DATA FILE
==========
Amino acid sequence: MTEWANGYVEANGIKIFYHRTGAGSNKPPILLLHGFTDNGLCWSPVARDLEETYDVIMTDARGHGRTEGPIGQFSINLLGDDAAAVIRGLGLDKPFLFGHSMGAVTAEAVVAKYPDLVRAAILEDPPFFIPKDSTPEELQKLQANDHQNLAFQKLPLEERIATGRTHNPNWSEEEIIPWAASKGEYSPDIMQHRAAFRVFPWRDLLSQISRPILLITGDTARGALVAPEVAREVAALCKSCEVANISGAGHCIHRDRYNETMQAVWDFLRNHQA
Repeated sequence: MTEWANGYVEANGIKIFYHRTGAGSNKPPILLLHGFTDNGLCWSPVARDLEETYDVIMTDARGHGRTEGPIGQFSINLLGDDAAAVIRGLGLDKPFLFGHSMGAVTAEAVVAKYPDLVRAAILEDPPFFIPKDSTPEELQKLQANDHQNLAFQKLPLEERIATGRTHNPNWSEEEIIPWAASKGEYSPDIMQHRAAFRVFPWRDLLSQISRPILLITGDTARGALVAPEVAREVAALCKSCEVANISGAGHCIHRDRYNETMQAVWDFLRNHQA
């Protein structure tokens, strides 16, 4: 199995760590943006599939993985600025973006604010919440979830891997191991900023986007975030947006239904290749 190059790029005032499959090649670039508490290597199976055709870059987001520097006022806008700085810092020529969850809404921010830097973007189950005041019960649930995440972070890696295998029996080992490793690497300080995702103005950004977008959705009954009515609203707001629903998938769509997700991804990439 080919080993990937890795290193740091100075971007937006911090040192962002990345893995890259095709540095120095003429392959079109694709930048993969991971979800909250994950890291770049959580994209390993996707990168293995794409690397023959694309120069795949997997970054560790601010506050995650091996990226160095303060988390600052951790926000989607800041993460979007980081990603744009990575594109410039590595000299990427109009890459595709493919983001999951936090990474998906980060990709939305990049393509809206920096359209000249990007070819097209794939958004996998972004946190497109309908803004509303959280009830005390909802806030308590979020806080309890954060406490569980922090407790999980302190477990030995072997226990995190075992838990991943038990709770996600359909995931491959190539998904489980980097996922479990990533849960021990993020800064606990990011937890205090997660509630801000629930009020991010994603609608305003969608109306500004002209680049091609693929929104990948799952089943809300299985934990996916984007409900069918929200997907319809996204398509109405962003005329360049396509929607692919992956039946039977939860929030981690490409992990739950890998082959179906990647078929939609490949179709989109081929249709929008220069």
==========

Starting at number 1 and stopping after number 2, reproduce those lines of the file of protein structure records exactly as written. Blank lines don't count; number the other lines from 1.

Amino acid sequence: MTEWANGYVEANGIKIFYHRTGAGSNKPPILLLHGFTDNGLCWSPVARDLEETYDVIMTDARGHGRTEGPIGQFSINLLGDDAAAVIRGLGLDKPFLFGHSMGAVTAEAVVAKYPDLVRAAILEDPPFFIPKDSTPEELQKLQANDHQNLAFQKLPLEERIATGRTHNPNWSEEEIIPWAASKGEYSPDIMQHRAAFRVFPWRDLLSQISRPILLITGDTARGALVAPEVAREVAALCKSCEVANISGAGHCIHRDRYNETMQAVWDFLRNHQA
Repeated sequence: MTEWANGYVEANGIKIFYHRTGAGSNKPPILLLHGFTDNGLCWSPVARDLEETYDVIMTDARGHGRTEGPIGQFSINLLGDDAAAVIRGLGLDKPFLFGHSMGAVTAEAVVAKYPDLVRAAILEDPPFFIPKDSTPEELQKLQANDHQNLAFQKLPLEERIATGRTHNPNWSEEEIIPWAASKGEYSPDIMQHRAAFRVFPWRDLLSQISRPILLITGDTARGALVAPEVAREVAALCKSCEVANISGAGHCIHRDRYNETMQAVWDFLRNHQA